What sustained the insurgency was the ability of its members to draw upon multiple identities to organize. Early on many believed that the Baathists were the driving force, and then later on Al Qaeda in Iraq and its Islamist ideology were thought to be the strength of the militants. Neither was quite right. What the insurgents used was personal relationships forged through their professions, businesses, tribes, family, mosques, and history. Derek Harvey provided a hypothetical example of this with a cleric that came from a traditional religious family, was a member of an important tribe, had a family member in Iraqi intelligence under Saddam, was himself a former Baathist, and maintained his friendship with ex-party members. It wasn’t always the Baath Party that was organizing fighters then, but rather former Baathists who were using the connections and techniques they had learned under the former regime as well as others to recruit. There are a plethora of examples of how this worked. For one, Saddam Hussein had an outreach program to foreign Islamists in the 1990s to build up international support for his regime. He recruited many to come to Iraq for training by Iraqi intelligence and the Republican Special Forces. Those relationships between former intelligence and security officers and foreign Islamists continued after 2003, and were used to bring them back to Iraq to fight the Americans and new Iraqi government. Islam had also grown within Iraq itself especially under Saddam’s Faith Campaign in the 1990s, even amongst Baath Party members who were supposed to be secular. This overlap between Baathists and religious groups was also due to Saddam’s fear of the growth of Islamism domestically. He had the security and intelligence forces infiltrate religious groups such as the Muslim Brotherhood and its Iraqi Islamic Party, mosques and organizations such as Society of Islamic Scholars. After 2003 those former security members maintained these relationship and used them to organized armed groups. This also gave militants a way to operate within Iraqi politics as the Islamic Party joined the post-Saddam governments. Another example was the vast array of Iraqis who worked for state security and put that experience to work for the insurgency. Thousands served in the Special Republican Guard, the military bureau, presidential security, the Saddam Fedayeen, the Baath Party Militias, the Special Security Forces, the directorate of General Security, and the Iraqi Intelligence Service. Many of them were banned from participating in the new Iraq by the Americans, which led them to armed struggle. The Baath Party Militia and the Saddam Fedayeen had battalions in every province. They were in charge of storing weapons, putting down rebellions, running safe houses, using mosques, forging documents, etc. in compartmentalized cells, all of which were put to work by the militants. Another former connection that played out with the insurgency was Saddam’s reliance upon criminal and government run smuggling rings to break sanctions, which were imposed after the Gulf War. These organizations were used to bring in products from Europe via Syria and Jordan. After 2003 these same networks were used to appropriate cars for car bombs, as well as bring in funds, foreign fighters, and weapons. Finally, Saddam relied upon six tribes and 18 clans to help him control the provinces, and many of these would later join the opposition as well. Insurgents relied upon all of these different experiences to build and organize their networks. They also explain why there was overlap of seemingly opposing groups such as secular Baathists and religious organizations. For instance, Saddam’s number two Izzat al-Duri spread the Sufi Naqshibandi movement within the Iraqi military and Baath Party pre-2003, and later used it as the basis for his own insurgent group in 2005. The head of the Islamic Army Jassim Mohammed Mashadani was probably a member of the Iraqi Security Service and was also extremely religious. He used his connections both with former regime members and through his mosque to form the first cells of his group in 2003. The man who was said to have promoted Abu Bakr-al-Baghdadi to be the head of the Islamic State (IS) was an ex-colonel in Saddam’s army Samir Abed Hamad al-Obeidi al-Dulaimi who had been brought into IS not because of his religious beliefs, but his organizational and military skills. One of Baghdadi’s current number twos, Abu Muslim al-Turkmani who is charge of IS operations in Iraq was a senior Special Forces officer and in military intelligence under the former regime. It was not just the Baathists, or the Islamists, or the foreigners as separate entities that created the insurgency, but rather a combination of all of them, which led to its birth. This reliance upon multiple identities and experiences was also why it was so hard to break up the militants.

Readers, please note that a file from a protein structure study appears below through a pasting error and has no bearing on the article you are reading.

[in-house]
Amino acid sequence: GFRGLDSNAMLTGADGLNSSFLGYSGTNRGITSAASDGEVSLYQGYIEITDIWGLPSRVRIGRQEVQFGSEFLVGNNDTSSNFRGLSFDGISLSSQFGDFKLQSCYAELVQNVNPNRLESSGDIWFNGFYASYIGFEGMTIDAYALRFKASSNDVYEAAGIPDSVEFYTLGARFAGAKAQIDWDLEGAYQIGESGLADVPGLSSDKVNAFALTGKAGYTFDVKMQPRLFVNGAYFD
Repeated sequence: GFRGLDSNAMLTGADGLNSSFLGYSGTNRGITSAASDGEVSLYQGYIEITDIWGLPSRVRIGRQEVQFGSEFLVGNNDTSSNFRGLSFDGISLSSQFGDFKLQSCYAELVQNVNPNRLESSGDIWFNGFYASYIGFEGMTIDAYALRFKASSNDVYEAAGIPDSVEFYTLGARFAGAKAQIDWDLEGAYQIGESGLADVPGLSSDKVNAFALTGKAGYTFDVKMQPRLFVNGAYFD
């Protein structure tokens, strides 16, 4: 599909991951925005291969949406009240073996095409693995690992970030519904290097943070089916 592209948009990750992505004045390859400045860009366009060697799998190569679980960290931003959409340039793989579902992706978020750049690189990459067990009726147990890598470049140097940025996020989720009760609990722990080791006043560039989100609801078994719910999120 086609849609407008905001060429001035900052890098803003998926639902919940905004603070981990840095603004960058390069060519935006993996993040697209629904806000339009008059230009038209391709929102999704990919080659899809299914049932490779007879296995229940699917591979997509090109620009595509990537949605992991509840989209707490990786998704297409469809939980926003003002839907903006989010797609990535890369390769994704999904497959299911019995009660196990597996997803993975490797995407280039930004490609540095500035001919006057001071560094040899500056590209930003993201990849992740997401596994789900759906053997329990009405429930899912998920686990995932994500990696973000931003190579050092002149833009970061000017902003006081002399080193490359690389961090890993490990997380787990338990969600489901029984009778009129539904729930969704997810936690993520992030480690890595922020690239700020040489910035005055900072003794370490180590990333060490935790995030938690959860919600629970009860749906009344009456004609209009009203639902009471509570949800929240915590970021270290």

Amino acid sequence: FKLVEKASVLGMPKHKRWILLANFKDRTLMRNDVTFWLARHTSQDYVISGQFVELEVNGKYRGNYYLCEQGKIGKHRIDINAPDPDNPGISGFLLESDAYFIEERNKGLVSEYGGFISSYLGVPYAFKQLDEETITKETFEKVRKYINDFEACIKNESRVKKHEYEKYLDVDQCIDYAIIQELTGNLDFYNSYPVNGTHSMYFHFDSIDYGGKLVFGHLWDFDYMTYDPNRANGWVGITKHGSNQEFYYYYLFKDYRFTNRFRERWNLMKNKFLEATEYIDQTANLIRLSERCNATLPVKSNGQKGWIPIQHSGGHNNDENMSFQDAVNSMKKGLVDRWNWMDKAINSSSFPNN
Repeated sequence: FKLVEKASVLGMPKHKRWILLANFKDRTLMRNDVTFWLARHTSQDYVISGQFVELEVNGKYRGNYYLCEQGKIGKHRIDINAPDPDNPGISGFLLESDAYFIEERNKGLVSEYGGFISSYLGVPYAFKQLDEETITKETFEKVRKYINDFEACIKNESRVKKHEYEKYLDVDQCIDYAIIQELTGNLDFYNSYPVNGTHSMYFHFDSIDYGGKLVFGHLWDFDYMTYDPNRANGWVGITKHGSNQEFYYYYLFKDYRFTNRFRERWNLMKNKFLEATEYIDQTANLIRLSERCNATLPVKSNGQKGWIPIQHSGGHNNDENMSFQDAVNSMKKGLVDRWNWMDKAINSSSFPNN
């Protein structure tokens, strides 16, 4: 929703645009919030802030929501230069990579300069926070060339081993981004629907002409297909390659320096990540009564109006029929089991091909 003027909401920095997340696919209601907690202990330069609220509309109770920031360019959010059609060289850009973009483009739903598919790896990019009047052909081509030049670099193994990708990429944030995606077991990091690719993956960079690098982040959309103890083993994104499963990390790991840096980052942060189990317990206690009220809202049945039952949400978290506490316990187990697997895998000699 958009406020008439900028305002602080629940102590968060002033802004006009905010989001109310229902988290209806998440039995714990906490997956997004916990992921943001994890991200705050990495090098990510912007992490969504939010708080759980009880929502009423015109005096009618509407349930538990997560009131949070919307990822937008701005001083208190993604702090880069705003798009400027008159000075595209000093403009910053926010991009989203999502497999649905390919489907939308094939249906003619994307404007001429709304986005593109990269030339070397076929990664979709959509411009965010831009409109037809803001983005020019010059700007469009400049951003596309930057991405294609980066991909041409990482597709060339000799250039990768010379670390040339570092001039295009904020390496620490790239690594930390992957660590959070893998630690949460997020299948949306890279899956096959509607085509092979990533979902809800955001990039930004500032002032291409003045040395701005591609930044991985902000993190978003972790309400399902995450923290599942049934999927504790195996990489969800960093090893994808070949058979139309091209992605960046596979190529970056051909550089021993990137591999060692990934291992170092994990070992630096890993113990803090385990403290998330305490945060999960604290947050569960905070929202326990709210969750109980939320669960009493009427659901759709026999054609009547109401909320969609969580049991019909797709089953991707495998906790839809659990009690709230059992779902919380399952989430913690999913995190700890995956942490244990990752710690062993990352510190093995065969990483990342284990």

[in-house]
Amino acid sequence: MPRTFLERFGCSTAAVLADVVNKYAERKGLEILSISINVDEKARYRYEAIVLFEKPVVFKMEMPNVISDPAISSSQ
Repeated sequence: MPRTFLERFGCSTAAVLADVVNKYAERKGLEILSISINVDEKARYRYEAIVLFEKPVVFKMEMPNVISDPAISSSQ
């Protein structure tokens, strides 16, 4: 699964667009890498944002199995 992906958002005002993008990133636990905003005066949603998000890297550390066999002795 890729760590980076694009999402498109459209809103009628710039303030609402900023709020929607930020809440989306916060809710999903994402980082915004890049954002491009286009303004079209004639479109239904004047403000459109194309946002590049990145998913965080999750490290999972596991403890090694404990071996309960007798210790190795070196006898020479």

It took years for the United States to figure out how to counter the insurgency something the current Iraqi government may not be capable of. In 2005 Colonel Harvey advocated for driving a wedge between the different insurgent groups and their supporters and playing divide and conquer with them, but that wasn’t put into policy until 2007 during the Surge. It was then that General Petraeus began advocating for dividing the militants into those that could be reconciled with and co-opted, and those that could not and had to be eliminated. In 2008 the general wrote, “We cannot kill our way out of this endeavor. We and our Iraqi partners must identify and separate the ‘reconcilables’ from the ‘irreconcilables,’” and that the U.S. had to “defeat the network, not just the attack.” That same issue is facing Iraq today as the government discusses whether to arm tribes or not. While Prime Minister Haider Abadi has supported the idea and ordered talks to be held with them in Jordan and Irbil, others within his coalition are opposed fearing that the sheikhs will use any weapons provided them against the government because many were once with the insurgents. That’s also the reason why legislation to form a new locally organized National Guard has been held up in parliament. Abadi has also only given lip service to Sunni complaints such as shelling civilian areas, federalism, and people arrested without charges. Finally, Baghdad’s heavy reliance upon militias and Iranian military support fuels Sunni fears of foreign domination. All together that may mean that Iraq is not adept enough to deal with counterinsurgency as it is proving with conventional military tactics. Without a combined strategy that includes a political, economic, and information campaign along with a military one to deal with the Sunni community the explosion of militants from the territory they currently hold won’t lead to their defeat. It will just usher in another phase of the war, one that Baghdad is not well prepared for.


Barrett, Richard, “The Islamic State,” Soufan Group, November 2014

Habib, Mustafa, “We Won't Be Your Trojan Horse: Sunni Muslim Militias Decide They Won't Fight With IS - or The US Alliance,” Niqash, 10/16/14

Haddad, Fanar, “Sunni Identity in Post-Civil War Iraq,” 2013

Hubbard, Ben, “Iraq and U.S. Find Some Potential Sunni Allies Have Already Been Lost,” New York Times, 11/15/14

Knights, Michael, “The JRTN Movement and Iraq’s Next Insurgency,” CTC Sentinel, July 2011

McGrath, John, “An Army at War: Change in the Midst of Conflict,” Combat Studies Institute Press, 8/2-4/05

Petraeus, General David, “Multi-National Force-Iraq Commander’s Counterinsurgency Guidance,” Headquarters, Multi-National Force – Iraq, 6/21/08